The TSC-15 "Communications Central"...
View of a TSC-15 in an M-715 5/4 ton truck ...is shown here in a 1967 M-715 1 1/4 ton truck.

  The TSC-15 was an outgrowth of Collins Radio Company's 'Project Birdcall'.  In the mid 1950's,  General Curtis LeMay felt a need for an automatically-tuned 1KW HF SSB radio to replace the 100-150 watt HF radios then current in his front-line SAC bombers.  No such radio existed at the time, and Collins Radio was selected by the Air Force to develop both air-ground and point-to-point high-power HF SSB radio systems.   'Old Iron Ass' LeMay had his way with Collins Radio, and after a few years of grief and pain and wailing and gnashing of teeth in the Collins engineering departments, the ARC-58 was born.

  The ARC-58 found it's way into most all B-52s & B-58s, and soon ARC-58 technology was incorporated into several other radio systems, like:
 -  The 18Z-3 & 18Z-4, pressurized & unpressurized commercial versions of the ARC-58.
 -  The TRC-75, a repackaged & watertight ARC-58, intended for the back of an M38A1 or M170 Jeep.
 -  The URC-32, a manually tuned, 500W rackmount version, for shipboard & fixed installations. (Was the URC-32 the first radio to have a synthesizer controlled by a single 'analog-style' tuning knob?)
 -  The TSC-15, a full-duplex version of the TRC-75, installed in a 6' x 6' x 6' radio shelter.
 -  A mystery radio, used by Australian Forces in Vietnam, which appears to be a full-duplex TRC-75 in an lwb Land Rover.
 -  At least one other mystery radio, RCA-built, which seems to be an automatically-tuned URC-32.

  The unpressurized 18Z-3, the unpressurized ARC-58, the TRC-75, and the TSC-15 all used the same receiver, the R-761/ARC-58.  The unpressurized airborne radios used the T-605/ARC-58, but the ground radios used a T-730/TRC-75.  The only electrical difference between the two transmitters seems to be a shorting jumper on the barometric pressure sensor switch in the ground models, presumably added to prevent the radio from reacting to concussion from nearby artillery.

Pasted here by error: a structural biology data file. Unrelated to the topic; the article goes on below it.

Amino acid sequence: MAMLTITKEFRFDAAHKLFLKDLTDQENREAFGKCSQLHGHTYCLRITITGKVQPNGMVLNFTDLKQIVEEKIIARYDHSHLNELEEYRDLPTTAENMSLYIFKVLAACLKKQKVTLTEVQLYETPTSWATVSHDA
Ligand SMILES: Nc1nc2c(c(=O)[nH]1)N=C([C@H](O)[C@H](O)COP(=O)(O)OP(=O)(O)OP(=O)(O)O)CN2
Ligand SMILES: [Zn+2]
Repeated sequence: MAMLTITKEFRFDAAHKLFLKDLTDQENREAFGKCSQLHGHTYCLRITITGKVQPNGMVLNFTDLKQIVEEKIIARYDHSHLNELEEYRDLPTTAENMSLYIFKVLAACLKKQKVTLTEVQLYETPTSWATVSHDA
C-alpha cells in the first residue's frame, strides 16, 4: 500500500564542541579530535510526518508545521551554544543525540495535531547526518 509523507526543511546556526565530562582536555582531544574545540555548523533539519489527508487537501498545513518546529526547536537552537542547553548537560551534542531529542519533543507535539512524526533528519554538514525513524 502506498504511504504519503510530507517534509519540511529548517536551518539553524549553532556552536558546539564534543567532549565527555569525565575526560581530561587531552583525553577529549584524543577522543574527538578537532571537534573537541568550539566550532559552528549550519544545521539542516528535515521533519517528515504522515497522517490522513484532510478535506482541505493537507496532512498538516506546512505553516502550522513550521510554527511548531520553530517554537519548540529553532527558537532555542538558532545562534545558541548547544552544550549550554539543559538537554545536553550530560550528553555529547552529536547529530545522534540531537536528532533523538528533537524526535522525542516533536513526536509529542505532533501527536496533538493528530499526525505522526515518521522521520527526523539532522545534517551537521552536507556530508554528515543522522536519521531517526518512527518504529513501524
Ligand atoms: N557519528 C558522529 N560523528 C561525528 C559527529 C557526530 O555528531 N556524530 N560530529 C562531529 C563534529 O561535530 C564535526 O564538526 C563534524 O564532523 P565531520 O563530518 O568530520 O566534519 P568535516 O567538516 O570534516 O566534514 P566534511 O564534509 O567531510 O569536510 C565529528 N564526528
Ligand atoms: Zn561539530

The TSC-15 "Communications Central" provides radiotelephone and radioteletype communications over a full-duplex HF radio link.  It can operate in USB, LSB, TWIN, ISB, AME, CW, FSK, and FSK-MUX modes.  Automatic switching allows the RF linear amplifier to operate Class C if transmitting a single tone signal.  A CV-976/U voice mux/demux unit allows four (bandwidth-limited) full-duplex voice channels to operate over both sidebands in ISB mode.  A TGA-1 radioteletype mux/demux unit allows four full-duplex teletype channels to communicate over 1 sideband, and also provides a single full-duplex 850 Hz. shift teletype channel using a full sideband.  An F-508/U preselector/filter provides isolation between the transmitter and the full-duplex receiver.  Five 2-wire or 4-wire field telephones and five 2-wire or 4-wire teleprinter machines can be connected to the TSC-15 through the signal entry panel.  An SB-1248/TSC-15 cordless switchboard allows any of the five field 'phones to be connected to any other field 'phone, or to either sideband, or to any one of the four voice mux/demux channels, or in a 'conference call' combination.  The operator can use a local TT-299B/UG (MITE) teleprinter to communicate with any one of the five local teleprinters, or any one of the five available radioteletype channels.  A TS-1635/TSC-15 test box allows the operator to perform a full-duplex voice or radioteletype loopback test of the entire Communications Central, with the exception of the RF power amplifier.  The TS-1635/TSC-15 is wired in parallel with the signal entry panel, and can generate test tones for the field 'phones, monitor audio levels from the field 'phones, and connect the local MITE teleprinter in place of one of the five local teleprinters.

View inside the TSC-15